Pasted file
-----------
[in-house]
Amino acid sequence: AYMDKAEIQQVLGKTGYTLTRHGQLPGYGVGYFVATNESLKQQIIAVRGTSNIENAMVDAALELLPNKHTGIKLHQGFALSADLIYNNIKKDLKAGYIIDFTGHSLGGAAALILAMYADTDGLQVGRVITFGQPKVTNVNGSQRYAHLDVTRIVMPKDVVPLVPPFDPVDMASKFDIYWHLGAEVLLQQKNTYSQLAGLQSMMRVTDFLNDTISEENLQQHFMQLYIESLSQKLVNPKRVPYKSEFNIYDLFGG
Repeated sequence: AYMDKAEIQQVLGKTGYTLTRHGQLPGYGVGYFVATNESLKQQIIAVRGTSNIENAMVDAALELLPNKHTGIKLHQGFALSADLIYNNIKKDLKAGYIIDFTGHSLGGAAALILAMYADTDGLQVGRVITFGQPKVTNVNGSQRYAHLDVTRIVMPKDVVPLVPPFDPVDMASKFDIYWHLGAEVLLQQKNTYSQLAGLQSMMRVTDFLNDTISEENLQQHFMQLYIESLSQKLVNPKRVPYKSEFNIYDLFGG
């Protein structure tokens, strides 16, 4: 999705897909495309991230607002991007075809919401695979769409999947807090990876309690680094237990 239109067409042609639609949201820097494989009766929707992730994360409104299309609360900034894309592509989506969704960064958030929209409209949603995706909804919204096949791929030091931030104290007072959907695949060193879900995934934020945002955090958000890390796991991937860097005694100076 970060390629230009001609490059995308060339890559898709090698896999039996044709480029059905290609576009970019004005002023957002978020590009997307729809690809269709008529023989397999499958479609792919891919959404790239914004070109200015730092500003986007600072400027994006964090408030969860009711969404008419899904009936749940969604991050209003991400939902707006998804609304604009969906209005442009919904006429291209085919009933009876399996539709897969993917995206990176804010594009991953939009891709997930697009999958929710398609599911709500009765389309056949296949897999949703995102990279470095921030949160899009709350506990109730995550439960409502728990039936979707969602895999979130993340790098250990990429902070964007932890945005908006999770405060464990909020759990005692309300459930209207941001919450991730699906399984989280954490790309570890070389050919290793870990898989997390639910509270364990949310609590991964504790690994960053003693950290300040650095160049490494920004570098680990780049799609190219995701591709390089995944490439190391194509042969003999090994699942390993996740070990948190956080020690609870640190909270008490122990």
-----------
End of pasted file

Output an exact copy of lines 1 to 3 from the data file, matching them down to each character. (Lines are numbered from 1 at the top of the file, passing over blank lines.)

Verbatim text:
[in-house]
Amino acid sequence: AYMDKAEIQQVLGKTGYTLTRHGQLPGYGVGYFVATNESLKQQIIAVRGTSNIENAMVDAALELLPNKHTGIKLHQGFALSADLIYNNIKKDLKAGYIIDFTGHSLGGAAALILAMYADTDGLQVGRVITFGQPKVTNVNGSQRYAHLDVTRIVMPKDVVPLVPPFDPVDMASKFDIYWHLGAEVLLQQKNTYSQLAGLQSMMRVTDFLNDTISEENLQQHFMQLYIESLSQKLVNPKRVPYKSEFNIYDLFGG
Repeated sequence: AYMDKAEIQQVLGKTGYTLTRHGQLPGYGVGYFVATNESLKQQIIAVRGTSNIENAMVDAALELLPNKHTGIKLHQGFALSADLIYNNIKKDLKAGYIIDFTGHSLGGAAALILAMYADTDGLQVGRVITFGQPKVTNVNGSQRYAHLDVTRIVMPKDVVPLVPPFDPVDMASKFDIYWHLGAEVLLQQKNTYSQLAGLQSMMRVTDFLNDTISEENLQQHFMQLYIESLSQKLVNPKRVPYKSEFNIYDLFGG